If the New Testament only had “bad” homosexuality in mind, why do sources from the Greco-Roman world demonstrate that every kind of homosexual relationship was known in the first century, from lesbianism, to orgiastic behavior, to gender-bending “marriage,” to lifelong same-sex companionship (see Thomas Hubbard, Homosexuality in Greece and Rome: A Sourcebook of Basic Documents)?
Non-Christian scholars know better than to try to “rescue” the New Testament from itself. Which is why Louis Crompton, a gay man and pioneer in queer studies, could write: “Nowhere does Paul or any other Jewish writer of this period imply the least acceptance of same-sex relations under any circumstances. The idea that homosexuals might be redeemed by mutual devotion would have been wholly foreign to Paul or any Jew or early Christian” (Homosexuality and Civilization, 14)….”
Sean McDowell is one of the most thoughtful and gracious voices in Christianity today. Here is part of his response:
“I respectfully disagree because while biblical prohibitions may be written in the context of the sins he mentions, the moral wrongness is based upon its violation of God’s creation imperative (Gen 1, 2). The sins he mentions are destructive, but that’s not why they’re wrong. Rather, they are destructive because they are wrong. And they are wrong because God intended sex to be experienced between one man and woman in a lifelong marriage relationship (Gen 2:24). This is the consistent teaching behind the entirety of Scriptural teaching on sex. God’s creation narrative provides the basis for human sexuality and consistently lies behind biblical guidelines (e.g., Leviticus 18:22; Romans 1:26-27).”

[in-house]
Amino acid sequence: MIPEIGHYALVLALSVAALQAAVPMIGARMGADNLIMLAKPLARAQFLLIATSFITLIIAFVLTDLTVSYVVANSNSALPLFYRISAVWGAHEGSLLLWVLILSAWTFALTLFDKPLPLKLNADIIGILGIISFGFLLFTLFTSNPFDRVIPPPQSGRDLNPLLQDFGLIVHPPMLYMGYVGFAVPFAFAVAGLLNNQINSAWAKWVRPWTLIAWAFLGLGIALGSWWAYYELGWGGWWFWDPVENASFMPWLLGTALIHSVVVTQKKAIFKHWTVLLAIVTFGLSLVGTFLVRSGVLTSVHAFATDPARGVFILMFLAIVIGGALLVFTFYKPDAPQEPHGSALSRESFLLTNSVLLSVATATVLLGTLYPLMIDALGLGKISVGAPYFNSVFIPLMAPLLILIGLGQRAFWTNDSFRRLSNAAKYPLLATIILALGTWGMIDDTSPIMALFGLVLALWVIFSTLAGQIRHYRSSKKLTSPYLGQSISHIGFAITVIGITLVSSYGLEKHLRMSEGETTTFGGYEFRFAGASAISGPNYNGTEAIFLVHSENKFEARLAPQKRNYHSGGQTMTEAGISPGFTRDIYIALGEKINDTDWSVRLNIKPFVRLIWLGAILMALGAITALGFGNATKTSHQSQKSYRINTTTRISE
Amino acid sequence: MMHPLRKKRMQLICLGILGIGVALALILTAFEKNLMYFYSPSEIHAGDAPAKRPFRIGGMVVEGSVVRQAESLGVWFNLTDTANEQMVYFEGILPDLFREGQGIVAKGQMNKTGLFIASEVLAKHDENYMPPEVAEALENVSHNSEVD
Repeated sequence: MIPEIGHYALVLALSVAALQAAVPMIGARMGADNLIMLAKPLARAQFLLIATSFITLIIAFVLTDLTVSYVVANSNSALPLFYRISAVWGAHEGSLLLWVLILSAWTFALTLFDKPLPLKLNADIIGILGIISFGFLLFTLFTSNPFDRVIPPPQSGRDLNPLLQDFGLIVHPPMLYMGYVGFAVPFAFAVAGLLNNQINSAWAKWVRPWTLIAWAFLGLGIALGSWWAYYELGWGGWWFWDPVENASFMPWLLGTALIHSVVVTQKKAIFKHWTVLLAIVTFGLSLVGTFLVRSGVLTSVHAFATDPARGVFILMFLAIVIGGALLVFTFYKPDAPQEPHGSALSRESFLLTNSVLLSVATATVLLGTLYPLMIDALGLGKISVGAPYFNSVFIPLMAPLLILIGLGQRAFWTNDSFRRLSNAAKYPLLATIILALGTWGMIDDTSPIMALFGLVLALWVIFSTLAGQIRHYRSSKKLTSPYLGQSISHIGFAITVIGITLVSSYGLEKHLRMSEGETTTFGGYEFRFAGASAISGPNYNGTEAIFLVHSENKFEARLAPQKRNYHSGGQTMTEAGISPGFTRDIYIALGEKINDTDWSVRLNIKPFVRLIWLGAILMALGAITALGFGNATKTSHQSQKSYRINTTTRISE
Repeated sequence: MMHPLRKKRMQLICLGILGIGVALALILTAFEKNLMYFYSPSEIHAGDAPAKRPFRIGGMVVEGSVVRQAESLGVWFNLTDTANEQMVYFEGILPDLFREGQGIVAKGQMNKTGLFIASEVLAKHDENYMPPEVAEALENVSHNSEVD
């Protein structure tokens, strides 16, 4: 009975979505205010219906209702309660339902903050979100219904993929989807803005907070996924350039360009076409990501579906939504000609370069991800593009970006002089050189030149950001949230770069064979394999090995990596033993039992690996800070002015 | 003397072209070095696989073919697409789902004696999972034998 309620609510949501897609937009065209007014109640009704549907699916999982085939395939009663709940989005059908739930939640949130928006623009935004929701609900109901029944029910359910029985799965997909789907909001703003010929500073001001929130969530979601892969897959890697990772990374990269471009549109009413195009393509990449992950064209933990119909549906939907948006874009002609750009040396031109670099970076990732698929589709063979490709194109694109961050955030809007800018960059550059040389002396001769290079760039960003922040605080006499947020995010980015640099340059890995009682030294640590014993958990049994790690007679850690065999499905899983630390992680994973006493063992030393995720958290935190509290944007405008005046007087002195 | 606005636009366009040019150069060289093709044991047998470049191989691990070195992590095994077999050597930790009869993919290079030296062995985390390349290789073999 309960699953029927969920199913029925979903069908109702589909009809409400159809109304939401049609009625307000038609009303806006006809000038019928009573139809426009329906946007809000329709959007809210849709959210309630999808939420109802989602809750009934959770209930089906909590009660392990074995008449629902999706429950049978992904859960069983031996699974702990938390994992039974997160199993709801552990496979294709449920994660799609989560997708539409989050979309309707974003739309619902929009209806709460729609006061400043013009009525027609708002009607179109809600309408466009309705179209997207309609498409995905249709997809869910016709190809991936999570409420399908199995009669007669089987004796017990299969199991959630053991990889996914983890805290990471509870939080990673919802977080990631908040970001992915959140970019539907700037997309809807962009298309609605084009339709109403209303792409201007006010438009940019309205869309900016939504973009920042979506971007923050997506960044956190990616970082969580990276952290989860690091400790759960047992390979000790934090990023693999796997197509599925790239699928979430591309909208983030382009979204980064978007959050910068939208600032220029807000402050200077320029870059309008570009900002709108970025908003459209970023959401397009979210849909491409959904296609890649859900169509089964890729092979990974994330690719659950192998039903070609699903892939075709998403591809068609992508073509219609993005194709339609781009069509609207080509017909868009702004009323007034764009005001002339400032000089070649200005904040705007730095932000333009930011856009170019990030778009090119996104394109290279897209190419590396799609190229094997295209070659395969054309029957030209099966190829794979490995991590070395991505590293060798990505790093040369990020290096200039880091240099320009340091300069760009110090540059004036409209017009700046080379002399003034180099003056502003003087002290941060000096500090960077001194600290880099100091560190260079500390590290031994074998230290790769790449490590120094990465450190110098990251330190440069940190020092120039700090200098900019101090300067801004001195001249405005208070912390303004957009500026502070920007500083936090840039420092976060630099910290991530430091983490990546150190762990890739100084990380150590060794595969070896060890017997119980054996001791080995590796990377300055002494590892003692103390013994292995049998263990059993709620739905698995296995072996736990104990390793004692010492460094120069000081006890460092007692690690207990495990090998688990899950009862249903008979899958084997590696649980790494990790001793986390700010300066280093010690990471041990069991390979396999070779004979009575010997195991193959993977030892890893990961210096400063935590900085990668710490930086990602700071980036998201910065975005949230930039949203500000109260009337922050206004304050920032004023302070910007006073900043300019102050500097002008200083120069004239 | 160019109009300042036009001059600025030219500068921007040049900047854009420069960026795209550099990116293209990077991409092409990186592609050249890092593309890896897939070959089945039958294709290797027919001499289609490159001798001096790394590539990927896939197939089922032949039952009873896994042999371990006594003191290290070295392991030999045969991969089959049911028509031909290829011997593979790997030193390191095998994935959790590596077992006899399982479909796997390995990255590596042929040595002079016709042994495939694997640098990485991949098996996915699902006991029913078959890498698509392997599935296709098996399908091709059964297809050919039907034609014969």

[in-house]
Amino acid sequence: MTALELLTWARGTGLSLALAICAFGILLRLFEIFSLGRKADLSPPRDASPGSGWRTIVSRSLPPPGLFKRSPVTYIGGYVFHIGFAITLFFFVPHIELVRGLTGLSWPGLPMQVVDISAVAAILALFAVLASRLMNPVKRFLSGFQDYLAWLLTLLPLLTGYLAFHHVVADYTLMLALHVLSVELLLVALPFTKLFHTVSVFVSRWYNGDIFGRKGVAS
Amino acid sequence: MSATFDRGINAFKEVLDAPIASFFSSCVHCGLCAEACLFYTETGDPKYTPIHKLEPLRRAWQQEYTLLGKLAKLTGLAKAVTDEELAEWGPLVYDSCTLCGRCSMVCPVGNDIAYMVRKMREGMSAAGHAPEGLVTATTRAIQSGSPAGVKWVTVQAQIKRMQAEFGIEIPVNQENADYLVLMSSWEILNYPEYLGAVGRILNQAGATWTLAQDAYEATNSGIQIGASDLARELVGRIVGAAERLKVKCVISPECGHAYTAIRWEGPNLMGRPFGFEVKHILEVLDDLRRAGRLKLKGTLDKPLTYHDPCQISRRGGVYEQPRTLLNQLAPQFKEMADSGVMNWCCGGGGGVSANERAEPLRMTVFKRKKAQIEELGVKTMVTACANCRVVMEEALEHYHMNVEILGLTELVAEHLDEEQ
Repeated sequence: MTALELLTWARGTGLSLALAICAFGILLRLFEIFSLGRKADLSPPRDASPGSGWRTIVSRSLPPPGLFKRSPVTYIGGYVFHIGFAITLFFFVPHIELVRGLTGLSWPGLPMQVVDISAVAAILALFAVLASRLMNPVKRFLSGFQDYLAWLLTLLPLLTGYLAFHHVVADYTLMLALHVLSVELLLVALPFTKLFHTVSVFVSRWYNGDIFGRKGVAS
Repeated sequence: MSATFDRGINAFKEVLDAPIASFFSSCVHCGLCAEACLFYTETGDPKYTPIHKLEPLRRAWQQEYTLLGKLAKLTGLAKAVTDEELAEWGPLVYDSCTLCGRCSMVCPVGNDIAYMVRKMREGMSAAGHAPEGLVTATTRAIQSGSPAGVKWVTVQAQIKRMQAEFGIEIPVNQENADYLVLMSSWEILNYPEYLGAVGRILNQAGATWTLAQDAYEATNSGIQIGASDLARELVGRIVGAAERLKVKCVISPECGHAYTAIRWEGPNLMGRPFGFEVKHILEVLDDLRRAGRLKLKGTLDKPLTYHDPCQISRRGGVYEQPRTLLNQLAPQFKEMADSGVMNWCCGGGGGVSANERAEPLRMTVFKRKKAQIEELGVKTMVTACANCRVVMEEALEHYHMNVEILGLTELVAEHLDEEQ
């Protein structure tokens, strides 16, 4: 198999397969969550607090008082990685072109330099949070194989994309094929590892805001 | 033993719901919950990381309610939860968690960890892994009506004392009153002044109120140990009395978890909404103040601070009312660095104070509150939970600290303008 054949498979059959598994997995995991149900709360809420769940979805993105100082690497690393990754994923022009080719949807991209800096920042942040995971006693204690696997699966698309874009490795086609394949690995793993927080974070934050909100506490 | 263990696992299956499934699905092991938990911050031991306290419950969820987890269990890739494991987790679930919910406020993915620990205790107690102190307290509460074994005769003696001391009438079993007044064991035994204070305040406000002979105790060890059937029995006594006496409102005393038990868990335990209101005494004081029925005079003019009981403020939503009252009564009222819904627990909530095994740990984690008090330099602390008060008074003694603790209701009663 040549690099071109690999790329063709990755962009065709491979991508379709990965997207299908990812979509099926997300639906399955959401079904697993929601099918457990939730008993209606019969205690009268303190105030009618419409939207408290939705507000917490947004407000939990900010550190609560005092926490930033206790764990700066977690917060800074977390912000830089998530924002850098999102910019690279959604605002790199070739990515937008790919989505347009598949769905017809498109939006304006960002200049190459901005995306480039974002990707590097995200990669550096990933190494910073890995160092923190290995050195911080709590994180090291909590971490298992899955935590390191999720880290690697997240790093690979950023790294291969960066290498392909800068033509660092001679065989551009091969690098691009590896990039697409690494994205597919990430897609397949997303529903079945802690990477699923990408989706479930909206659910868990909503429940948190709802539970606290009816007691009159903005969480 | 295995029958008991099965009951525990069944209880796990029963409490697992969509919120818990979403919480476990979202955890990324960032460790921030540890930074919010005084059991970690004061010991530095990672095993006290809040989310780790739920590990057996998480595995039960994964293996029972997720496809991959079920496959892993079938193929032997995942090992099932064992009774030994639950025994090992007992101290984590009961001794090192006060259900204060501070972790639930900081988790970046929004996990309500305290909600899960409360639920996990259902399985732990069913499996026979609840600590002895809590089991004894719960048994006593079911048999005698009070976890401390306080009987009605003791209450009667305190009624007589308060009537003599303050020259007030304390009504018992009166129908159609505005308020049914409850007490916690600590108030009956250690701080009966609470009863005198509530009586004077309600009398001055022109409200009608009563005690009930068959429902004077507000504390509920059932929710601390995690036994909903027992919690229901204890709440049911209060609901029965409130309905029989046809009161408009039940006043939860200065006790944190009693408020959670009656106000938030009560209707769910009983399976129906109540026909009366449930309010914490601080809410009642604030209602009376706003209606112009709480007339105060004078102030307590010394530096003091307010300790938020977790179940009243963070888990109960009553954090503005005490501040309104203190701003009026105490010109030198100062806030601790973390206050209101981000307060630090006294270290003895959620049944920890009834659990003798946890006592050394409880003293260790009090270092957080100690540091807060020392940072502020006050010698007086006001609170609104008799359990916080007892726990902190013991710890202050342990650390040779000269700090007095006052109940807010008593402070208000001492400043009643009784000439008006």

The Hatmakers also reason that when it comes to marriage, faithfulness trumps gender. Hence, whether heterosexual or homosexual, sex is designed for monogamous “marriage” of two individuals who sacrifice for one another.
But Jesus seemed to hold a different view. In fact, Jesus believed that gender distinctly matters for marriage. He didn’t see marriage as two individuals sacrificially committed to each other, but as a male and female sacrificially committed to each other which, as a union, represents God’s love and faithfulness for the church….” (Read the rest here)
(4) Nicholas Wolterstorff (formerly of Calvin College) Affirms Same-Sex Marriage
Also this week, prominent Christian Professor Nicholas Wolterstorff publicized his LGBTQ affirming position. You should also read Wesley Hill, a Christian who struggles with same-sex attraction but has decided to remain celibate rather than violate God’s clear design for human sexuality, in his response:
Where does that leave us?
To be candid, this conversation matters because ultimately biblical authority is at stake. And if the Christian God exists and has spoken in the Bible on his design for human sexuality and flourishing, then you and I—or anyone else—does not possess the authority to change that based on feelings, social agreement, or cultural trajectories.
Christians must say with all grace, humility, and love; here we stand, our conscience is bound to the Word of God…we can do no other. The Holy Spirit will never lead people to violate the Scripture He inspired (2 Tim. 3:16-17). We cannot affirm what God does not affirm.